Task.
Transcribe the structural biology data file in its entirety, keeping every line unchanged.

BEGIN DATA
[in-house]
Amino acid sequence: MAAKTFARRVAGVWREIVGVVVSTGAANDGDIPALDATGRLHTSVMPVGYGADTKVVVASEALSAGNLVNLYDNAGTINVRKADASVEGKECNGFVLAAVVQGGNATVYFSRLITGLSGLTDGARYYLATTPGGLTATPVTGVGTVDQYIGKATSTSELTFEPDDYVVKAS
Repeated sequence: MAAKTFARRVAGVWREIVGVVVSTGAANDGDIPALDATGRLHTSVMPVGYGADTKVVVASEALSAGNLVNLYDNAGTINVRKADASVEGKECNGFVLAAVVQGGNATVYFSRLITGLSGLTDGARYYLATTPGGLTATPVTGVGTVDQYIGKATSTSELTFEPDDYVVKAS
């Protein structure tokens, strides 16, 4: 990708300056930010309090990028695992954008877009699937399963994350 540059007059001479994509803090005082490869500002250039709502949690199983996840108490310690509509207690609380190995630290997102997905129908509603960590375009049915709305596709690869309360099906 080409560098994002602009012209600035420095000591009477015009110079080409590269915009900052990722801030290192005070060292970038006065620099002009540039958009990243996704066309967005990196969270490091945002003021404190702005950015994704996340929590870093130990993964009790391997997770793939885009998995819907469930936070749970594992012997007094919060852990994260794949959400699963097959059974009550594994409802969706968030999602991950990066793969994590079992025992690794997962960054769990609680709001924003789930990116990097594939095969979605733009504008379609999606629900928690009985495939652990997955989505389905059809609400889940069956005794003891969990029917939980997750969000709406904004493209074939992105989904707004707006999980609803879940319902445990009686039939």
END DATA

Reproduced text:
[in-house]
Amino acid sequence: MAAKTFARRVAGVWREIVGVVVSTGAANDGDIPALDATGRLHTSVMPVGYGADTKVVVASEALSAGNLVNLYDNAGTINVRKADASVEGKECNGFVLAAVVQGGNATVYFSRLITGLSGLTDGARYYLATTPGGLTATPVTGVGTVDQYIGKATSTSELTFEPDDYVVKAS
Repeated sequence: MAAKTFARRVAGVWREIVGVVVSTGAANDGDIPALDATGRLHTSVMPVGYGADTKVVVASEALSAGNLVNLYDNAGTINVRKADASVEGKECNGFVLAAVVQGGNATVYFSRLITGLSGLTDGARYYLATTPGGLTATPVTGVGTVDQYIGKATSTSELTFEPDDYVVKAS
């Protein structure tokens, strides 16, 4: 990708300056930010309090990028695992954008877009699937399963994350 540059007059001479994509803090005082490869500002250039709502949690199983996840108490310690509509207690609380190995630290997102997905129908509603960590375009049915709305596709690869309360099906 080409560098994002602009012209600035420095000591009477015009110079080409590269915009900052990722801030290192005070060292970038006065620099002009540039958009990243996704066309967005990196969270490091945002003021404190702005950015994704996340929590870093130990993964009790391997997770793939885009998995819907469930936070749970594992012997007094919060852990994260794949959400699963097959059974009550594994409802969706968030999602991950990066793969994590079992025992690794997962960054769990609680709001924003789930990116990097594939095969979605733009504008379609999606629900928690009985495939652990997955989505389905059809609400889940069956005794003891969990029917939980997750969000709406904004493209074939992105989904707004707006999980609803879940319902445990009686039939």